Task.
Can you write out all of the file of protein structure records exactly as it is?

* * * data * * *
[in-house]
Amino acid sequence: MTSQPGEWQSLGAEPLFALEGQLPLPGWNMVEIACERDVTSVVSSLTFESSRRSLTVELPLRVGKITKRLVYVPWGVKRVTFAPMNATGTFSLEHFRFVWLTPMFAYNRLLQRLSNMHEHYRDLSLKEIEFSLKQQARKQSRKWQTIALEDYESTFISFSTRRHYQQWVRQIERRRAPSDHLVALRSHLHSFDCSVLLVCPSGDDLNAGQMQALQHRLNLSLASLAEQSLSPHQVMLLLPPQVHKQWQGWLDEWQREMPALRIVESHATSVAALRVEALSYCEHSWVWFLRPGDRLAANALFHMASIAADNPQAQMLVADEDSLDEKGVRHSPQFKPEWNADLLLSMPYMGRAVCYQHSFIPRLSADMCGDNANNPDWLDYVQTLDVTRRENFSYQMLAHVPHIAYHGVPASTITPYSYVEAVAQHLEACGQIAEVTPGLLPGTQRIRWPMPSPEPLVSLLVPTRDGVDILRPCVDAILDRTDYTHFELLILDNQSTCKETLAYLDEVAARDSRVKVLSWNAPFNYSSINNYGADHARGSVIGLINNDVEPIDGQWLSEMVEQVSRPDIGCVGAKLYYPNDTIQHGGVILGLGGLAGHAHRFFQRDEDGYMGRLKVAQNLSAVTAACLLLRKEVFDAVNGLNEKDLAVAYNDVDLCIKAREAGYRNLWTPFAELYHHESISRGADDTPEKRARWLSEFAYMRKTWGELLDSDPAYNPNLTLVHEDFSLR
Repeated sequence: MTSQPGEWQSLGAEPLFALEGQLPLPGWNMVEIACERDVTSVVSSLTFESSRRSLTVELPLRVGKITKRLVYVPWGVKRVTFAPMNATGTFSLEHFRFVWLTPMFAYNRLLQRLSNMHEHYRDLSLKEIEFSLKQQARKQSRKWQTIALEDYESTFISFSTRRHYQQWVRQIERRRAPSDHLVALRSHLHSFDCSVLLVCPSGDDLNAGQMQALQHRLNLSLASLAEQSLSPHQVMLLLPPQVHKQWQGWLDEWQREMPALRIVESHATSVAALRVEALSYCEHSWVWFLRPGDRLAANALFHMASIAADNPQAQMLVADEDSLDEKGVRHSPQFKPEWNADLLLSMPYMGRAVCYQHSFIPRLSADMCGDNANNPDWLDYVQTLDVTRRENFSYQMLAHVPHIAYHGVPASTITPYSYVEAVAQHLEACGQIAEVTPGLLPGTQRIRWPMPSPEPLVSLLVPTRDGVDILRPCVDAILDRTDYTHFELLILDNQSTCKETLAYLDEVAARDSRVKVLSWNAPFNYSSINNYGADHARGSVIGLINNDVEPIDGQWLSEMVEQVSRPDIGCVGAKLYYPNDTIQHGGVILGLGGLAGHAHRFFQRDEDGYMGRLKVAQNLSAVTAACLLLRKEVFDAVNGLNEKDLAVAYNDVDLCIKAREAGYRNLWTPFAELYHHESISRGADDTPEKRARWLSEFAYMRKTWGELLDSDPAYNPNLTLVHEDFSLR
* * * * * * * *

[in-house]
Amino acid sequence: MTSQPGEWQSLGAEPLFALEGQLPLPGWNMVEIACERDVTSVVSSLTFESSRRSLTVELPLRVGKITKRLVYVPWGVKRVTFAPMNATGTFSLEHFRFVWLTPMFAYNRLLQRLSNMHEHYRDLSLKEIEFSLKQQARKQSRKWQTIALEDYESTFISFSTRRHYQQWVRQIERRRAPSDHLVALRSHLHSFDCSVLLVCPSGDDLNAGQMQALQHRLNLSLASLAEQSLSPHQVMLLLPPQVHKQWQGWLDEWQREMPALRIVESHATSVAALRVEALSYCEHSWVWFLRPGDRLAANALFHMASIAADNPQAQMLVADEDSLDEKGVRHSPQFKPEWNADLLLSMPYMGRAVCYQHSFIPRLSADMCGDNANNPDWLDYVQTLDVTRRENFSYQMLAHVPHIAYHGVPASTITPYSYVEAVAQHLEACGQIAEVTPGLLPGTQRIRWPMPSPEPLVSLLVPTRDGVDILRPCVDAILDRTDYTHFELLILDNQSTCKETLAYLDEVAARDSRVKVLSWNAPFNYSSINNYGADHARGSVIGLINNDVEPIDGQWLSEMVEQVSRPDIGCVGAKLYYPNDTIQHGGVILGLGGLAGHAHRFFQRDEDGYMGRLKVAQNLSAVTAACLLLRKEVFDAVNGLNEKDLAVAYNDVDLCIKAREAGYRNLWTPFAELYHHESISRGADDTPEKRARWLSEFAYMRKTWGELLDSDPAYNPNLTLVHEDFSLR
Repeated sequence: MTSQPGEWQSLGAEPLFALEGQLPLPGWNMVEIACERDVTSVVSSLTFESSRRSLTVELPLRVGKITKRLVYVPWGVKRVTFAPMNATGTFSLEHFRFVWLTPMFAYNRLLQRLSNMHEHYRDLSLKEIEFSLKQQARKQSRKWQTIALEDYESTFISFSTRRHYQQWVRQIERRRAPSDHLVALRSHLHSFDCSVLLVCPSGDDLNAGQMQALQHRLNLSLASLAEQSLSPHQVMLLLPPQVHKQWQGWLDEWQREMPALRIVESHATSVAALRVEALSYCEHSWVWFLRPGDRLAANALFHMASIAADNPQAQMLVADEDSLDEKGVRHSPQFKPEWNADLLLSMPYMGRAVCYQHSFIPRLSADMCGDNANNPDWLDYVQTLDVTRRENFSYQMLAHVPHIAYHGVPASTITPYSYVEAVAQHLEACGQIAEVTPGLLPGTQRIRWPMPSPEPLVSLLVPTRDGVDILRPCVDAILDRTDYTHFELLILDNQSTCKETLAYLDEVAARDSRVKVLSWNAPFNYSSINNYGADHARGSVIGLINNDVEPIDGQWLSEMVEQVSRPDIGCVGAKLYYPNDTIQHGGVILGLGGLAGHAHRFFQRDEDGYMGRLKVAQNLSAVTAACLLLRKEVFDAVNGLNEKDLAVAYNDVDLCIKAREAGYRNLWTPFAELYHHESISRGADDTPEKRARWLSEFAYMRKTWGELLDSDPAYNPNLTLVHEDFSLR